Traditional Characters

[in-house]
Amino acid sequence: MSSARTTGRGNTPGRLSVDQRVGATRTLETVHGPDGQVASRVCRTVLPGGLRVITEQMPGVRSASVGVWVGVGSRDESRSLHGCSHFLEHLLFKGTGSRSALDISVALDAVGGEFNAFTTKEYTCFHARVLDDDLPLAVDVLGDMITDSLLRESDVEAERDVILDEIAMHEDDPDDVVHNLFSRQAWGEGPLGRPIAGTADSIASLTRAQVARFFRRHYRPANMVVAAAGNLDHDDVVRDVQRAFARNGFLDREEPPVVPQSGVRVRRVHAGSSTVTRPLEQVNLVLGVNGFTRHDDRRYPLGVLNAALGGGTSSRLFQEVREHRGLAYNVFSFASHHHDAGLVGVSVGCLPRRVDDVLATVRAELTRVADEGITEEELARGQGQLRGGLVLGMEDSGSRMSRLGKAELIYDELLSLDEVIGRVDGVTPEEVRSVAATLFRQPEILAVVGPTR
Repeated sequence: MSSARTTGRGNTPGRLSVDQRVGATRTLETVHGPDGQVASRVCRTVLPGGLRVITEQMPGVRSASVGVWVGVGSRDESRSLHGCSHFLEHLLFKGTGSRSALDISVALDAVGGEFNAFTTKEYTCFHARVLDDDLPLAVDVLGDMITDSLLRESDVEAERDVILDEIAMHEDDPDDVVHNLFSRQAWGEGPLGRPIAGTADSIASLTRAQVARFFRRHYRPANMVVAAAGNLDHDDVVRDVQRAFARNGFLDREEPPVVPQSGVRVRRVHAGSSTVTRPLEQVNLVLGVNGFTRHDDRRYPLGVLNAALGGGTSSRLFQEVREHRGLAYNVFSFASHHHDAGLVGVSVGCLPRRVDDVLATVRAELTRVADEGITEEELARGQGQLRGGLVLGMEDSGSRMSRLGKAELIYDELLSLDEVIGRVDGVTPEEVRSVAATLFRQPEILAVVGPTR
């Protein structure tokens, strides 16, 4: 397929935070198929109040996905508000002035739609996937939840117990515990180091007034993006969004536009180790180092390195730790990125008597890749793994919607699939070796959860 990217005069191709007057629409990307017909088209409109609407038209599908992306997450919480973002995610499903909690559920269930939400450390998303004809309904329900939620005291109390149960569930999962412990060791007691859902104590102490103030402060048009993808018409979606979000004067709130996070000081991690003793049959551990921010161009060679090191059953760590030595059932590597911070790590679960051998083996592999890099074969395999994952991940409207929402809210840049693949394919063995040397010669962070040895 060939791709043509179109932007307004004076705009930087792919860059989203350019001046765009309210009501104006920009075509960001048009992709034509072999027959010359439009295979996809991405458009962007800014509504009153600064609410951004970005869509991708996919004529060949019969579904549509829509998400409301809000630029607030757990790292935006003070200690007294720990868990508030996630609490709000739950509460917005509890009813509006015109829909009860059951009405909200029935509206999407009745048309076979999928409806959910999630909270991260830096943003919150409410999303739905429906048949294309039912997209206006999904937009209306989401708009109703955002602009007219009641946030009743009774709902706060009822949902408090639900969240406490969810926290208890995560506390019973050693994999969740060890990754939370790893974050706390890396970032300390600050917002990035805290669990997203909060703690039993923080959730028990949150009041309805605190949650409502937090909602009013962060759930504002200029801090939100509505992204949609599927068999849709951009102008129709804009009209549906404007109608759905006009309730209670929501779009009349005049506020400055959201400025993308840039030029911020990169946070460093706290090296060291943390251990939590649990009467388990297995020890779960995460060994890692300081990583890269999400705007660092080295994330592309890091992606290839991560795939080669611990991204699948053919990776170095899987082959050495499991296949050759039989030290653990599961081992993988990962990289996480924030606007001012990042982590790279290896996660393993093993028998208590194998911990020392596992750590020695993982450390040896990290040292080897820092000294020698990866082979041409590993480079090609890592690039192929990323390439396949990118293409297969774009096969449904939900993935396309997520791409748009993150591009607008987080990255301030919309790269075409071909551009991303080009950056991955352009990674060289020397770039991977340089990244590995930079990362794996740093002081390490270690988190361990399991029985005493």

Costume individuals which gave birth to the Trinidad Carnival and represent people and circumstances of the early emancipation era (1834 and onwards). Bats, Dame Lorraine (Traditionally played by a man portraying a woman with an exaggerated bosom and bottom referring to the European madams on the slave plantations), Jab Jab (Is an interpretion of the Medieval Court Jester), Jab Molasie (The soul of a slave fallen into a vat of boiling molasses), Burroquid (A horse or donkey head is the main aspect of the costume), Native Americans (Representing the traditional feathered costumes from the American continent), Moko Jumbie (Stilt walkers – African origin), Midnight Robber (A take on the Highway robber), Pierrot Grenade (A supreme jester whose dress represents a satirical or burlesque interpretation of well-known personalities or world figures) and Sailors (A fun and light-hearted interpretation of sailors) are some of the popular representations. Mimicry is the preferred performance mode as these styles all represent an aspect of a past life experience. It is here the street theatre of carnival was born.